Merchant Cash Advances and Factoring: Good or Bad Ideas?

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Your business needs cash, but for a number of reasons you don’t think a traditional loan is right for you. But then you hear about something that doesn’t get a lot of publicity: selling your future receivables (sometimes called merchant cash advances) or invoice factoring. What are these types of loans and what are the potential dangers of obtaining them?

Interest in your receivables

A merchant cash advance lends you money based on your past debts. You pay the money you earn in the future as you earn the money. There is usually no fixed monthly repayment amount because the repayment is based on the money your business earns on a daily basis.

In most cases, these lenders will want large amounts of your business financial information to see what your business has been up to in the past. If the repayment is based on future sales, lenders want to make sure you have a solid history of past sales.

Often times, lenders will want a lot of information, including bank statements, contracts, balance sheets, and other financial information. They may also require that you deposit your credit card receivables into a joint bank account that the lender has control over, allowing them to see what your business is earning on a daily basis.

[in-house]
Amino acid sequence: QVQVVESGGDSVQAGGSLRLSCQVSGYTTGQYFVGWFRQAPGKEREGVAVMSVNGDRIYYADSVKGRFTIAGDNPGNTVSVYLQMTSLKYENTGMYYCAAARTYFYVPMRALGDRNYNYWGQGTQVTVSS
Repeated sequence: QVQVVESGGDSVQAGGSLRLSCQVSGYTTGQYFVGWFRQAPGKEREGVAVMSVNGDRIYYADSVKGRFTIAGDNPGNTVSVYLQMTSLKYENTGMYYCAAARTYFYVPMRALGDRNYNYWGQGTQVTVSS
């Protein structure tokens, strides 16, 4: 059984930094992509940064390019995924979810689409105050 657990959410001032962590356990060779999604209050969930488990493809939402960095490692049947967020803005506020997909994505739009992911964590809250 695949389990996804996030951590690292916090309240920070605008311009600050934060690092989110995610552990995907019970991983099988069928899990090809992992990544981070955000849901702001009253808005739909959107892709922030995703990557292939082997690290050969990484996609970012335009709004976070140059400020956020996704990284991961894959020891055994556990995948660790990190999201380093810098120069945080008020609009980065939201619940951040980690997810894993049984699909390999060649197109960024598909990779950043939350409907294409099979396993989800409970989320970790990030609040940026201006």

The good and the bad

The good news for many of these companies is that you will generally be funded relatively quickly, much faster than a traditional lender. Also, since these lenders are betting on your future debts and taking a percentage of it, they don’t really care about your credit rating or your history.

But there are serious drawbacks to these lenders. Many will withdraw from your bank account on a daily basis, either as a regular draw or based on the percentage of your daily deposits. The percentage they will take often equates to an APR that would otherwise be considered a user. In fact, there is some debate as to whether these business “interest” in your future income is the same as the traditional interest charged on a loan. If so, their interest rates are illegal and usurious.

You certainly have very little financial flexibility with these loans as they withdraw from your account daily. This can leave your business in cash flow situations, unlike a regular loan, where you can wait 30 days until your next payment.

Invoice factoring

Invoice factoring is also calculated on your past invoices. These are basically advances on your business accounts receivable. The lender will pay you immediately when you invoice a customer, which means you will get paid immediately, no matter how long the customer takes to pay.

Interest rates with invoice factoring tend to be more reasonable, and lenders often won’t require daily withdrawals to pay off the loan.

Call the West Palm Beach commercial litigation attorneys at Pike & Lustig to make sure your business isn’t in trouble and the contracts it signs don’t put it at risk.


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